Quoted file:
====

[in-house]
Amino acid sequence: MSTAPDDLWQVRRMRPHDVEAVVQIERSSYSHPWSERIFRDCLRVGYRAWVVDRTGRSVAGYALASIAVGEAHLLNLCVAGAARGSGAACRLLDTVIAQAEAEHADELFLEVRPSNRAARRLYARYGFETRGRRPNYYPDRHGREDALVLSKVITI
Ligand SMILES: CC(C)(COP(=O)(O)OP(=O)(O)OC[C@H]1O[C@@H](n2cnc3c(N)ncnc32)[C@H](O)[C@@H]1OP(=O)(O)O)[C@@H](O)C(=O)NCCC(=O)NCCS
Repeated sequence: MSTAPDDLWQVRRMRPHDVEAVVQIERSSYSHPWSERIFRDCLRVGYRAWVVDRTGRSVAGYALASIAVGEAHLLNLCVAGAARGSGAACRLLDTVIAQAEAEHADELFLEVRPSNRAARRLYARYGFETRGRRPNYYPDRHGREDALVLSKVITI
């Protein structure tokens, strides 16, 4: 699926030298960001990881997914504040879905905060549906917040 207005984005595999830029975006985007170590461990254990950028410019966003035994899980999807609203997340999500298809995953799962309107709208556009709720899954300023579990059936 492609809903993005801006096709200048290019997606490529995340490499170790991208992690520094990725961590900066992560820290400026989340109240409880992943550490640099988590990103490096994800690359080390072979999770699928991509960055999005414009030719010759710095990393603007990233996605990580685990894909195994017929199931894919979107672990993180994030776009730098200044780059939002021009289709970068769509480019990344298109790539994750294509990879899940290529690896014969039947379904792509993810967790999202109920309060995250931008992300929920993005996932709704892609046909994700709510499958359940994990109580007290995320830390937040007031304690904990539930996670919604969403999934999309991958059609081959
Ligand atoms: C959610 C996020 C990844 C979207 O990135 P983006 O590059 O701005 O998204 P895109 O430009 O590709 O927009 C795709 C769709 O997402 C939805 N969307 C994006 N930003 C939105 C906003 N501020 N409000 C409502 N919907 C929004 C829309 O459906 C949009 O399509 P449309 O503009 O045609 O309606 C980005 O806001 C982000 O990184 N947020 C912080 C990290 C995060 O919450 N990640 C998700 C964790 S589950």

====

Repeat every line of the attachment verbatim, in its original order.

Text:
[in-house]
Amino acid sequence: MSTAPDDLWQVRRMRPHDVEAVVQIERSSYSHPWSERIFRDCLRVGYRAWVVDRTGRSVAGYALASIAVGEAHLLNLCVAGAARGSGAACRLLDTVIAQAEAEHADELFLEVRPSNRAARRLYARYGFETRGRRPNYYPDRHGREDALVLSKVITI
Ligand SMILES: CC(C)(COP(=O)(O)OP(=O)(O)OC[C@H]1O[C@@H](n2cnc3c(N)ncnc32)[C@H](O)[C@@H]1OP(=O)(O)O)[C@@H](O)C(=O)NCCC(=O)NCCS
Repeated sequence: MSTAPDDLWQVRRMRPHDVEAVVQIERSSYSHPWSERIFRDCLRVGYRAWVVDRTGRSVAGYALASIAVGEAHLLNLCVAGAARGSGAACRLLDTVIAQAEAEHADELFLEVRPSNRAARRLYARYGFETRGRRPNYYPDRHGREDALVLSKVITI
């Protein structure tokens, strides 16, 4: 699926030298960001990881997914504040879905905060549906917040 207005984005595999830029975006985007170590461990254990950028410019966003035994899980999807609203997340999500298809995953799962309107709208556009709720899954300023579990059936 492609809903993005801006096709200048290019997606490529995340490499170790991208992690520094990725961590900066992560820290400026989340109240409880992943550490640099988590990103490096994800690359080390072979999770699928991509960055999005414009030719010759710095990393603007990233996605990580685990894909195994017929199931894919979107672990993180994030776009730098200044780059939002021009289709970068769509480019990344298109790539994750294509990879899940290529690896014969039947379904792509993810967790999202109920309060995250931008992300929920993005996932709704892609046909994700709510499958359940994990109580007290995320830390937040007031304690904990539930996670919604969403999934999309991958059609081959
Ligand atoms: C959610 C996020 C990844 C979207 O990135 P983006 O590059 O701005 O998204 P895109 O430009 O590709 O927009 C795709 C769709 O997402 C939805 N969307 C994006 N930003 C939105 C906003 N501020 N409000 C409502 N919907 C929004 C829309 O459906 C949009 O399509 P449309 O503009 O045609 O309606 C980005 O806001 C982000 O990184 N947020 C912080 C990290 C995060 O919450 N990640 C998700 C964790 S589950």